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Rust Tutorial

Are you seeking a quick guide to learn Rust? You can stop your search here. You can find everything you need about Rust in this Rust tutorial. This tutorial will take you through the core Rust concepts, setting up the Rust environment, and many more. By the end of this Rust tutorial, you will get familiar with Rust programming concepts along with the competence to write and run Rust programs effortlessly.

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Rust is a fast, highly reliable, and memory-efficient programming language. It is emerging as one of the desired languages for software developers in recent years. According to a recent survey of Statista, Rust is ranked next to the popular programming languages such as PHP, Go, and PowerShell.

It is a great idea to learn the Rust language as soon as possible if you want to grasp the job opportunities that will surge in the near future. In this Rust tutorial, you will go from basics to advanced Rust concepts step by step. You will mainly learn to install Rust software on your Windows machine and practice Rust programs for a better hands-on experience.

Table of Contents:

What is Rust?

Rust is essentially a low-level programming language that was released in May 2015. It is a young language that helps developers to write highly safe, reliable, and efficient software programs. As Rust is a general-purpose language, you can develop multiple software applications, including embedded systems, gaming, bare-metal development, etc.

Rust has a user-friendly compiler that removes the common bugs usually found in other languages. It demands robust testing methods, time, and effort to remove these bugs. That's why Rust has become the buzzword among developers who leverage Rust to accelerate software development and boost productivity.

Okay! Rust comes into the limelight nowadays, even though many popular programming languages still dominate the software development world.

Why Rust?

Check out the reasons below to understand why Rust is gaining importance among developers.

  • Rust provides better memory performance without using the garbage collector
  • It is a fast-growing programming language along with an evolving ecosystem
  • It comes with a logical and functional syntax, which simplifies Rust programming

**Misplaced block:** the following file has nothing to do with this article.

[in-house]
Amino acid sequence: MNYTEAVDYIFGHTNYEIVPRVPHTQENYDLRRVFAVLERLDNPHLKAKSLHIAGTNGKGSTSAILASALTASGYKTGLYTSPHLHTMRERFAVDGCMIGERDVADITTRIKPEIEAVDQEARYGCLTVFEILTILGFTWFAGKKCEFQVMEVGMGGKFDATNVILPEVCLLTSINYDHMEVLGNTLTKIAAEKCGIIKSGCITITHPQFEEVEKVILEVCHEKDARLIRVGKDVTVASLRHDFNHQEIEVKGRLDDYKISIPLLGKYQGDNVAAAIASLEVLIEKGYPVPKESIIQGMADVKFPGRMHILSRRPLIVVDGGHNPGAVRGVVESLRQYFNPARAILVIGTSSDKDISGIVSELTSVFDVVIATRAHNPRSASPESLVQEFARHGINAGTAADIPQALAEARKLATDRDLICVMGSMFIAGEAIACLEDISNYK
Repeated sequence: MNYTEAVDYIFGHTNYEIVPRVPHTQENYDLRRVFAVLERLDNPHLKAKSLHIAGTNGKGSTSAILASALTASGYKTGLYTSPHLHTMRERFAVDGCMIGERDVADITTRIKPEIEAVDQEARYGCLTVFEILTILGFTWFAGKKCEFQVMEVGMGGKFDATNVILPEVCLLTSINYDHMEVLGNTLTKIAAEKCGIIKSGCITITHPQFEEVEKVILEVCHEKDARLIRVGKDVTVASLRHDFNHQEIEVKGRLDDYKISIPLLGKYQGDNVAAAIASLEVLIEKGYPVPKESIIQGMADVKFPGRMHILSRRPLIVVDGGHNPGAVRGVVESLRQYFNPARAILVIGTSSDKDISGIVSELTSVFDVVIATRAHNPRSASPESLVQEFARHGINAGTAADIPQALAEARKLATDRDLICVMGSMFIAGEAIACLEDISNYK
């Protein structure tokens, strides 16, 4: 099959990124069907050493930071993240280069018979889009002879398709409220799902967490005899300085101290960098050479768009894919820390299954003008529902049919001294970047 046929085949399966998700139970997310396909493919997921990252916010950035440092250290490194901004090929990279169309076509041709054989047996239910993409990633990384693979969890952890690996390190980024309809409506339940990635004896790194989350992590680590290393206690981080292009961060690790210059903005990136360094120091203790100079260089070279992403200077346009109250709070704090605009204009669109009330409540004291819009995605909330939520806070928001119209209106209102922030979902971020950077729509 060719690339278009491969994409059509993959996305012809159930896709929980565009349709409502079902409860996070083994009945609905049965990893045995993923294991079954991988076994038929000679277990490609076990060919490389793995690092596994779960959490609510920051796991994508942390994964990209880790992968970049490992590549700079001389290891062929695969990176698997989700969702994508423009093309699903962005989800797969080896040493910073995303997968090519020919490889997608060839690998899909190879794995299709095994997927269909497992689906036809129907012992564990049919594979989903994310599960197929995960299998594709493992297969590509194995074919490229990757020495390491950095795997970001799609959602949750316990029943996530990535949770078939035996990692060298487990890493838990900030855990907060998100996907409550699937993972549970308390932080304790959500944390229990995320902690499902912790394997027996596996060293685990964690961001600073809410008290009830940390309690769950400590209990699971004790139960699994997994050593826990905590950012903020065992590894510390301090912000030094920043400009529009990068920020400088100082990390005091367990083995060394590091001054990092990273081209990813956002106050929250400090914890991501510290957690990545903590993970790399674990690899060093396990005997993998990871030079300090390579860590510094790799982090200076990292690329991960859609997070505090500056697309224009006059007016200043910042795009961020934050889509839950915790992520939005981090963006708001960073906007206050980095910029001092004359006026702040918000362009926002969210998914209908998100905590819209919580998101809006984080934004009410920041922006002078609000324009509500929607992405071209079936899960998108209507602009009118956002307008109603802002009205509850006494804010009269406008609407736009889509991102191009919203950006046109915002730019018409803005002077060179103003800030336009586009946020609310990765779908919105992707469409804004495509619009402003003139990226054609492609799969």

• It completely eliminates bugs at compile time and speeds up software development
  • It facilitates an asynchronous processing model to create and run individual functions and then integrate them together.
  • It offers well-versed documentation to support the developer community
  • It offers a multi-editor with auto-formatter and type inspections 
  • It provides an integrated package manager
  • It offers improved scalability and concurrency.

Well! Hope you have understood why Rust is becoming popular nowadays. Next, we will look at the features of Rust in the following section.

This topic is essential for the Rust interview, and our trainer has offered extensive coverage of it within our Rust Training program.

Features of Rust:

Rust comes with noteworthy and impressive features, undeniably. Let's explore them now.

  • Memory Management 

Rust provides exceptional memory safety. Its ownership and borrowing system only allows a single ownership of any data. It helps to prevent data races and memory leaks. Rust's strong typing system strictly allows for handling data as intended. It helps to prevent buffer overflows. 

  • Better Concurrency 

Rust's robust type system will enable developers to write concurrent codes without creating data races.

  • Zero-cost Abstractions

Rust abstractions don't generate any runtime overhead. In other words, Rust supports high-level abstractions without creating any runtime performance costs. 

  • Compiled Language

In its most basic form, Rust is a compiled language. It means the Rust codes can be converted into machine codes before the execution. 

  • C – Bindings

Rust can interoperate with the C language seamlessly. It is done with the help of the foreign function interface to make communication with 'C' APIs.

  • Web Assembly Support

Rust is good in web assembly module development. This is because Rust offers excellent low-level control and memory safety.

Installing Rust on Windows:

This section will guide you in installing Rust on your Windows machine. The development environment that you create will help to play around with Rust programs.

Let's go through the step-by-step procedure below:

Step -1: Installing Visual Studio Code on Windows

  • Step -1: Installing Visual Studio Code on Windows  https://code.visualstudio.com/download
  • Next, click on the Windows option for downloading.
  • A popup will come up where accept the agreement and then click the Next button.
  • Install the software and then click the finish button.
  • Finally, you will get the screen as shown below.

Step – 2: Installing the Visual C++ build tools on Windows

Step 3: Installing Rust on Windows

  • Click the link below to download the latest stable version of Rust – Rust 1.76.0.  https://Rustup.rs/
  • A Windows command prompt will open up where enter '1' for installation
  • Once the installation is over, you will be asked to press the enter button on your keyboard. 
  • Hit the enter button and complete the installation.

Step 4: Verifying the Rust installation

  • Now, open the PowerShell command prompt on your machine 
  • Enter the below command in the prompt  rustc  --version
  • Now, the below output will come in the prompt screen, showing the latest version of the Rust software.
    PS C: \WINDOWS\System32> rustc -- version
    rustc 1.76.0 (07dca489a 2024-02-04)